I'm doing some geographic hacking. I get confused about degrees, seconds, fractions, and precision of coordinates. Here's some approximations for how far distances are for latitude degrees. Imperial measures, my apologies to my non-American friends who are not crippled by years of non-metric education.
Those numbers are for latitude. Longitudes get narrower at the poles. At San Francisco's latitude of 37 degrees, a degree of longitude is about 55 miles, or about 80% of a degree of latitude.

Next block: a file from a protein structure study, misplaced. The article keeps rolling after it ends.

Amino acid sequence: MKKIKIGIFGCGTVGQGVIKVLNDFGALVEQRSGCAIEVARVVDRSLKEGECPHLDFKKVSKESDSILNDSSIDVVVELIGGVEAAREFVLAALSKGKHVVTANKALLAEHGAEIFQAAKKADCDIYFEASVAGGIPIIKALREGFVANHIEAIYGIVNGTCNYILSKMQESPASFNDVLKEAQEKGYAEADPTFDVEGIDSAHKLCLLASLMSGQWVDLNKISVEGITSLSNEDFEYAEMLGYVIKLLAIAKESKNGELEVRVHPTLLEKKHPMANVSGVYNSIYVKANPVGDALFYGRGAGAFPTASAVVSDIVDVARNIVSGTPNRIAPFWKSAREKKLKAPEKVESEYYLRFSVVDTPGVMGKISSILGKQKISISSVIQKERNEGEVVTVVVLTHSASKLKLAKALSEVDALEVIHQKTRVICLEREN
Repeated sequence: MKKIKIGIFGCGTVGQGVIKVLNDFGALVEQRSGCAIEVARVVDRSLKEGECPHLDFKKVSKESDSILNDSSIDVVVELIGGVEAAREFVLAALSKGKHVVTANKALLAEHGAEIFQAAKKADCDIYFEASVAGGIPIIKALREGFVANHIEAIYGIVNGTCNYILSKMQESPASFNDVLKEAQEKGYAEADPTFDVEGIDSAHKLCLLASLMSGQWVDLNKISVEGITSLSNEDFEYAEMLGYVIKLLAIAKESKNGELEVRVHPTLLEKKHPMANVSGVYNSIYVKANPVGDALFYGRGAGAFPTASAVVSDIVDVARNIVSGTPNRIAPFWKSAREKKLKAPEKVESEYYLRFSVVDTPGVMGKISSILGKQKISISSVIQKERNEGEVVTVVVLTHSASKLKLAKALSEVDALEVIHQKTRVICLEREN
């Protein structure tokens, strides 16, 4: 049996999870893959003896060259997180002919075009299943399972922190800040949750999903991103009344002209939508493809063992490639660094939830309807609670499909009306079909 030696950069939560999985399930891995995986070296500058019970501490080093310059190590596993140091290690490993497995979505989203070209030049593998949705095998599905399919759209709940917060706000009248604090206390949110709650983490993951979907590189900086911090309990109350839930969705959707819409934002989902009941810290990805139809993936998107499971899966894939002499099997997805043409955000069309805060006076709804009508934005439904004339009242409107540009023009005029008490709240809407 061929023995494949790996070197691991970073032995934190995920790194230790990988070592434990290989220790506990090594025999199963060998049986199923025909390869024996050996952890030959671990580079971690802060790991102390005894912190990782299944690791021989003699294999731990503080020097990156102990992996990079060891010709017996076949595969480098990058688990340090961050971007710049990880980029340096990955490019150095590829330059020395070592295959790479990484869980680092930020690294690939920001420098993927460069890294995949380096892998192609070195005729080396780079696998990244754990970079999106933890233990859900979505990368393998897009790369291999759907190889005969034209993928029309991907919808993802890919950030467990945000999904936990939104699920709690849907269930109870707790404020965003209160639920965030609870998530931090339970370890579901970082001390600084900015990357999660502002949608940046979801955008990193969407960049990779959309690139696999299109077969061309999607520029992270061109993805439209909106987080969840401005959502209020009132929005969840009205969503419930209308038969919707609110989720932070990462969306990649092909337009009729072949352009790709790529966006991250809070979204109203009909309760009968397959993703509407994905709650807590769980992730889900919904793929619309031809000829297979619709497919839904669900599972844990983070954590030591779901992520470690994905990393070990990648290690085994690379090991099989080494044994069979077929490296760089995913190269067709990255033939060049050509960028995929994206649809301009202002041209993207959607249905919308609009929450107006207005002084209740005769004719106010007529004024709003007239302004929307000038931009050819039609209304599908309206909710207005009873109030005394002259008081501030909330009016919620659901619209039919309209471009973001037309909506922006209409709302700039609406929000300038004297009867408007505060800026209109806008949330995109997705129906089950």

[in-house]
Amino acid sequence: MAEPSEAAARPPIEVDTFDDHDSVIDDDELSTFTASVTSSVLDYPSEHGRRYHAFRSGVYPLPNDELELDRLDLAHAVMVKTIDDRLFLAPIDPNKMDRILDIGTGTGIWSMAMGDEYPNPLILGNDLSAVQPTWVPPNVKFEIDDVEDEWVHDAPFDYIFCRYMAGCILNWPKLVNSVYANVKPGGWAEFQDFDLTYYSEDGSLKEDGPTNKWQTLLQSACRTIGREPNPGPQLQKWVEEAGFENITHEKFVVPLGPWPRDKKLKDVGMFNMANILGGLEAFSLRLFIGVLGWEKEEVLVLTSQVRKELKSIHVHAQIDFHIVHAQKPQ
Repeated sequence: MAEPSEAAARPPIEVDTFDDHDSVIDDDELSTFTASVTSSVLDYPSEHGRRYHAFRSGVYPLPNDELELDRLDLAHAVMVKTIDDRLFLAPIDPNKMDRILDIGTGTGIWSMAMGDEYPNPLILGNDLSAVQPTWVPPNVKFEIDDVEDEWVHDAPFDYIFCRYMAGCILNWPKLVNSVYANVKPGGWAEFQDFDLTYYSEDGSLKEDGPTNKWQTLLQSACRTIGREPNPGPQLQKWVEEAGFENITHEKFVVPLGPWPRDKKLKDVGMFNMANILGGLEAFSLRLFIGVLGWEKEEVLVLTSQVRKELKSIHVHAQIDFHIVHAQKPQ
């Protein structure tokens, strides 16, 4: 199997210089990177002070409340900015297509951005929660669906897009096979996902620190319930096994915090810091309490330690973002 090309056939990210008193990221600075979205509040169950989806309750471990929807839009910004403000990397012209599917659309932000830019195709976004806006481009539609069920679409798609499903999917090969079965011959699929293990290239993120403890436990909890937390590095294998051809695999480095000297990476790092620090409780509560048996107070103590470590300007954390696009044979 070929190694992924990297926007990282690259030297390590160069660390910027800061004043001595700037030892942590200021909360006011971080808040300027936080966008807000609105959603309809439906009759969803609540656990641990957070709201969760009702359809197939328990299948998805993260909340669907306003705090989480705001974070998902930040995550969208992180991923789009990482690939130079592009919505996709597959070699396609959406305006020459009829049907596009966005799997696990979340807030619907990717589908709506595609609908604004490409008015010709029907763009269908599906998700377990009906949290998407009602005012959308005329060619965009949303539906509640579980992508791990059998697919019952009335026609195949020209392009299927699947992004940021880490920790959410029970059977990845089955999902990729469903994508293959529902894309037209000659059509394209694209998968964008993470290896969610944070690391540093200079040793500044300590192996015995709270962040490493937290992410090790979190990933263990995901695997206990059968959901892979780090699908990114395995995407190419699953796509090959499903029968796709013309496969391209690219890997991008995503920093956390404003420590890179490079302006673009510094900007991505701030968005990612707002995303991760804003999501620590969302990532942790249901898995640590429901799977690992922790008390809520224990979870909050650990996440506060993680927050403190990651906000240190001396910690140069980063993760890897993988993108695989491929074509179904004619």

A modern consumer GPS with WAAS should be accurate to within about 15 feet. So for many contemporary geocoding applications, you want to record and publish numbers to about 0.1 seconds or 0.00001 degrees. That's 26 bits of precision, which fits comfortably in a fixed-width 32 bit number but is too precise for a 32 bit IEEE float.